Using HTML as the output-language has some benefits over the traditional gui-drawing.

Mapping of model and presentation

The mapping between data- and presentation-model is mediated with xpath-Expressions (as in XForms). The expressions are passed in the select attribute of a view-configuration. That way every view is assigned to a node in the data-model. Relative xpath-Expressions are evaluated on the data-model-node of the parent-view. The following example shows a configuration of two TextFields that are mapped to the first- and last-name of an author-entry.

<wbz:view class="WbzContainer" select="author">
    <wbz:view class="WbzTextField" cols="20" select="firstname"/>
    <wbz:view class="WbzTextField" cols="20" select="lastname"/>
simple mapping between model and presentation

Similarities and differences to XForms

The approach as introduced so far has many similarities to XForms:

Two important differences to XForms:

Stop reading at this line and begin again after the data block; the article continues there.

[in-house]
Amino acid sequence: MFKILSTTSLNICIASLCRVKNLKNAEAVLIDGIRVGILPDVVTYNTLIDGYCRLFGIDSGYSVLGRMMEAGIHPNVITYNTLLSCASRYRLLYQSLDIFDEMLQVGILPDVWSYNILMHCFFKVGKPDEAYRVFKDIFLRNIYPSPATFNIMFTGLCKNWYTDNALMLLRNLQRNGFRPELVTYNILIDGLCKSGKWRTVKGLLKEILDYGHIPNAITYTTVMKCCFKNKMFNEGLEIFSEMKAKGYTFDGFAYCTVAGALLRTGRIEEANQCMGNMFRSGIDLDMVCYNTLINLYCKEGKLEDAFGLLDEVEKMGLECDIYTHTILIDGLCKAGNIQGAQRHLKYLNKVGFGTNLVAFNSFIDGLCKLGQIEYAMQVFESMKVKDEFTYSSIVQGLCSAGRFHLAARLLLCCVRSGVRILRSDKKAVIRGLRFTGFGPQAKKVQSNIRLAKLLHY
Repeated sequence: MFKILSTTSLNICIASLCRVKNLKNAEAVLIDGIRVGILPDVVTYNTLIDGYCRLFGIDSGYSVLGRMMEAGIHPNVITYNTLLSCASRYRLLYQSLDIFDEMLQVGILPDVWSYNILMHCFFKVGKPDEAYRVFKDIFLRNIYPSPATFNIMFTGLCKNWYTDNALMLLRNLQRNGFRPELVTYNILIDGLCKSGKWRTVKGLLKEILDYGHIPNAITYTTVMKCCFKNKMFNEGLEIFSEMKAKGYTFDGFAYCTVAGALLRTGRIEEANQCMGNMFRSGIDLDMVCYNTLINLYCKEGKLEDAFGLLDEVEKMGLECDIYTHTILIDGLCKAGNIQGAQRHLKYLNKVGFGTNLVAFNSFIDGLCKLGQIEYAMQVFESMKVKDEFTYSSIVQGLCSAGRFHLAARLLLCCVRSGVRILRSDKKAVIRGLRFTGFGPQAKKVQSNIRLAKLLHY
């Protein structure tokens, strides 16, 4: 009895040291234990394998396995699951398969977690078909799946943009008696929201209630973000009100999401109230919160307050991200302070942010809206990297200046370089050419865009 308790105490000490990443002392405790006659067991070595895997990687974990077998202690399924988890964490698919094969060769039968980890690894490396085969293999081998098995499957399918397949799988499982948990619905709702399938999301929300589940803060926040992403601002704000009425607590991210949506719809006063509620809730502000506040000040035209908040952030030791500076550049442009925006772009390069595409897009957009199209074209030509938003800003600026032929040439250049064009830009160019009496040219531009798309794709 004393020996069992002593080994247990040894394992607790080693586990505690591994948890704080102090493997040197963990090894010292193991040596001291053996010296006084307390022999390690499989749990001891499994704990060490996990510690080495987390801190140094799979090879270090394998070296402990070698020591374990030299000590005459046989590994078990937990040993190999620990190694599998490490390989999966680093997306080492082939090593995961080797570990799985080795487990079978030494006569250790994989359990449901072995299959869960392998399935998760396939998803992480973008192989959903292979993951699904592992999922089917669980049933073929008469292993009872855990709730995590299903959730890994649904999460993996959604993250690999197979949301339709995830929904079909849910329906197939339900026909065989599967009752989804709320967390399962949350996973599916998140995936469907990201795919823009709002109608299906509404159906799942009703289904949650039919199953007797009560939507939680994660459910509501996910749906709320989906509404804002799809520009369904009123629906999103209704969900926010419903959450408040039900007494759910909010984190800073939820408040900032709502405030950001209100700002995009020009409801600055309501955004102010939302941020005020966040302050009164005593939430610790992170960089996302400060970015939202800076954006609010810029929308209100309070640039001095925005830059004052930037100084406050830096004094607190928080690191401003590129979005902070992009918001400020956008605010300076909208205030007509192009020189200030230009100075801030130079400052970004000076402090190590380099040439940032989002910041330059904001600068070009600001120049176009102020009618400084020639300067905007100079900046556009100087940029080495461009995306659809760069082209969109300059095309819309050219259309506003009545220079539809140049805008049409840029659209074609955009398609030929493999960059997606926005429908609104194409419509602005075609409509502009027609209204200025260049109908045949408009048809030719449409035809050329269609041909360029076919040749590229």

Drawbacks of XForms and the model presented so far

The last limition can easily be shown in the following example. The XForms specification uses a bookmarks example to demonstrate the nesting of two repeat elements. But an arbitrary nesting (as it is quite common in most bookmark-managers) is not possible in xforms. The next section shows an example of a recursive bookmark example and how it can be done wobzilla.

The bookmark example (doing it the XSLT way)

Consider the following xml-file:

<folder name="Christophers
 <folder name="plans">
   <bookmark name="Mensaplan" href=""/>
   <bookmark name="Fahrplan DB" href=""/>
 <folder name="projects">
   <folder name="diploma thesis">
     <bookmark name="XForms" href=""/>
     <bookmark name="Mozilla" href=""/>

Transfering the bookmark example to HTML can be done with a handfull of XSLT expressions:

<xsl:stylesheet xmlns:xsl="">

 <xsl:template match="folder">
   Foldername: <xsl:value-of select="@name"/>
   <xsl:for-each select="folder|bookmark">
     <xsl:apply-templates select="."/>

 <xsl:template match="bookmark"> 
   Link: <xsl:value-of select="@name"/> 
   Url: <xsl:value-of select="@href"/>